I went downstairs and Asaph arrived in the car with our teammate and the stranger, who was a non-homosexual with a part-time modeling career. I sat in the front.
"What's that menthol smell?" asked Asaph.
The part-time model said that he had been taking ice baths in preparation for the event. There was lots of jovial conversation among the others as we made our way towards our icy graves. I just sat in stony silence. There was an unexpected detour after we exited the Lincoln Tunnel, so I hoped we would never make it to our final destination.
But we did. We went to get our numbered bibs as well as our wristbands allowing us one free beer (after completing the event) from the Mexican company to whose seventy-something spokesmodel I was compared in appearance by a coworker. Women appeared to have been dramatically overrepresented in the photos on the social-networking website. Almost everyone was a guy under age 25. I was shocked by the extremely high level of attractiveness. The smell of testosterone was in the air, but it wasn't the scary machismo one sees outside of nightclubs, or the exaggerated pretend posturing popular among a certain kind of non-heterosexual male who goes to the Eagle. Many of these young men were apparently planning to run the course shirtless and in shorts. There was a lot of smiling and laughing and youth and virility. I was shivering, fully clothed, as I stared with dread at the platform from which we would be required to jump into the water. I felt ancient and epicene.
A member of the armed forces wrote our bib numbers on our foreheads and arms in permanent marker, presumably to facilitate the identification of our dead bodies. We were to begin at 10:30, but, as we walked back to the car to drop off all of our stuff and change into our running outfits (the part-time model was going to run as a Native American from the Plains), we could see the 10:00 wave screaming and hollering with much manly bravado and robust gusto as the starting horn sounded.
We took too long at the car, so we had to run to meet our team at the starting line. The square-jawed brothers and their brother-in-law were all running shirtless, while Asaph and I were dressed like women representing a Muslim country at the Olympics (τὰ Ὀλύμπια). We handed out some of the shirts we had made to our non-shirtless teammates, but they still weren't really interested in the costume idea.
Finally, it began. There were professional photographers stationed throughout the course, snapping up photos that could be purchased later for a hefty price. (Lower resolution photographs of the young and handsome -- who were the overwhelming majority -- were placed on the social-networking website for free.)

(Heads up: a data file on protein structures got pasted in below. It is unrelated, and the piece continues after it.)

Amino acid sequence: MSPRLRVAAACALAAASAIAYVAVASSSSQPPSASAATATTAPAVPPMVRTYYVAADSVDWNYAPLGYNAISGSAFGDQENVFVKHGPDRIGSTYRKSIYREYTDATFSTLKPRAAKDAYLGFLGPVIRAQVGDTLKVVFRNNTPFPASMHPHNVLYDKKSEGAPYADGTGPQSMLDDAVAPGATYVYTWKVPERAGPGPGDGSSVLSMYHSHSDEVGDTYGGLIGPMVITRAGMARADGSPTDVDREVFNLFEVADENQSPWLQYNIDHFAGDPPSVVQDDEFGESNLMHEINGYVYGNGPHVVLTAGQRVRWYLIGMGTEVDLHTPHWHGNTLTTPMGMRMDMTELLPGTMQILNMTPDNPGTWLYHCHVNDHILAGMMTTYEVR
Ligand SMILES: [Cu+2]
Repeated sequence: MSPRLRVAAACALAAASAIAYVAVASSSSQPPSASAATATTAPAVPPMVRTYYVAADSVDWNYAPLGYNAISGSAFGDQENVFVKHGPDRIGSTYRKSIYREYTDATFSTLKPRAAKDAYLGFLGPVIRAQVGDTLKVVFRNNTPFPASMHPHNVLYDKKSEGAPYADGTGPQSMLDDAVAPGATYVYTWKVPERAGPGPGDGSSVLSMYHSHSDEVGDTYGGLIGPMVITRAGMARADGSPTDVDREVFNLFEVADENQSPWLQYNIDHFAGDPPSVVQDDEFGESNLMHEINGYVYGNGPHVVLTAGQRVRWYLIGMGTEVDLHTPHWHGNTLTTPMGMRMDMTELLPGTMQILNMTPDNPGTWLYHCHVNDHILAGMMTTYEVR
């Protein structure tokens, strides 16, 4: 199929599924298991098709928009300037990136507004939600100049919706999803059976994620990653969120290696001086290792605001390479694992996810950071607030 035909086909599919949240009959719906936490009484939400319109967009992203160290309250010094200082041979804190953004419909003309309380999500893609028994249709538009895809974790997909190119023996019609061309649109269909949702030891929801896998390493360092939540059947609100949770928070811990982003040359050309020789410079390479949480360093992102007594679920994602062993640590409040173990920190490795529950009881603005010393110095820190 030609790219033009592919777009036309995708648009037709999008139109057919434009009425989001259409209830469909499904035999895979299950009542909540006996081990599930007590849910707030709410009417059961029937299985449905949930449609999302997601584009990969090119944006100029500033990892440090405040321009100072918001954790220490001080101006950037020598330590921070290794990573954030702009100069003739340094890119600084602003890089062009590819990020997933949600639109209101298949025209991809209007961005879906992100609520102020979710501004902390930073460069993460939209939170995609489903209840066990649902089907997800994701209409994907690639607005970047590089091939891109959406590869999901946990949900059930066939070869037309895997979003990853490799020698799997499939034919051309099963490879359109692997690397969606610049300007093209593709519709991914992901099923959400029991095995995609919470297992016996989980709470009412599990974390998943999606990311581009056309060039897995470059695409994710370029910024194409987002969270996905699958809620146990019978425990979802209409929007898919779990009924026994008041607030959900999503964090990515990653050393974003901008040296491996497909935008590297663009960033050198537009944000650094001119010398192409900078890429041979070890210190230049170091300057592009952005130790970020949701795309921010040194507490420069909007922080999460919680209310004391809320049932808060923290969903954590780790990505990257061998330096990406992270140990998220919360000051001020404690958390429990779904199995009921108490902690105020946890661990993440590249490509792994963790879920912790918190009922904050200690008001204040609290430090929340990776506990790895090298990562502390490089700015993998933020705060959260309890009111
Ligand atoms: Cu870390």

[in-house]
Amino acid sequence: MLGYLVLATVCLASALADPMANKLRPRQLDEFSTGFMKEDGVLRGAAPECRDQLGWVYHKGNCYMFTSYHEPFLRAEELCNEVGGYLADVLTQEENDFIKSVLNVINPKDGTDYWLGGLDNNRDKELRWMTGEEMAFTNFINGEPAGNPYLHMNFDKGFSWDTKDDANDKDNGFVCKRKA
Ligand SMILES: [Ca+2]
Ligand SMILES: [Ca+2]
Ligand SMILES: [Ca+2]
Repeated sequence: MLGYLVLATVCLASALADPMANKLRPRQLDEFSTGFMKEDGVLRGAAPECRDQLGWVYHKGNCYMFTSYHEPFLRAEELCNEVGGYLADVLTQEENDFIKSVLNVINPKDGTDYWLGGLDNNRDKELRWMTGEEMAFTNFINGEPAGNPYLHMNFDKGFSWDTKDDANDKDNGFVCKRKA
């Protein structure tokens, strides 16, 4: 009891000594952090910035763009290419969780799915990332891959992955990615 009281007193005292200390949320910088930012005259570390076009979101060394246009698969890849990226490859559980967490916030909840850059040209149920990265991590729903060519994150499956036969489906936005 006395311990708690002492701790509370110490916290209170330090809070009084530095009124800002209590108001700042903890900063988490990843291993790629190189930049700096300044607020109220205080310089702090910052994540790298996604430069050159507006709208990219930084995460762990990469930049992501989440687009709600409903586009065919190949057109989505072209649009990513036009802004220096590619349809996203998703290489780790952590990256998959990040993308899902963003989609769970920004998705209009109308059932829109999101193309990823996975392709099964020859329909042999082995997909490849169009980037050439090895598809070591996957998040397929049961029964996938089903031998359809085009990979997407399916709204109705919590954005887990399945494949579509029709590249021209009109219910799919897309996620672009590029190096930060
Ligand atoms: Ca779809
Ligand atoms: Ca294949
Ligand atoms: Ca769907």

The square-jawed brothers sped shirtlessly ahead, and we never saw them again. The two other trainers were a bit slower, and they fell behind us. Asaph, our trainer (who, thankfully, had a knee injury so he couldn't move too quickly), the other non-heterosexual and I ran together, but I was having a panic attack, which made running a challenge, as I had already been hyperventilating.
We headed to the first water obstacle. We had to cross a small portion of the water to get to it, and I, deciding that I needed to face my fear head-on, walked through the deepest section of water that I could. My breath was almost completely taken away, but I was reassured that I hadn't died.
The scary part came very quickly -- not even two miles in. I told my three remaining teammates that I wanted to go first. I climbed up the rope to the platform, waited for some space to clear, and then jumped.
It felt like knives cutting all over. But, I came to the surface and began, breathlessly, to swim forward. I looked back to see that Asaph had jumped. "I am still alive," I kept saying to myself.
Before exiting the water, we had to pass under three sets of barrels. As I went under each one, I could hear myself whimpering involuntarily under the water. I tried not to make this sad sound while going under the third barrel, but it was impossible.
Other people looked like this upon leaving the water.
I looked like this: a middle-aged zombie in guido hijab.
I kept repeating the vulgar expletive "fuck" over and over. I couldn't stop saying it. I was in shock.
We regrouped and then had to go through another small area of water. As it was shallower, it felt comparatively balmy.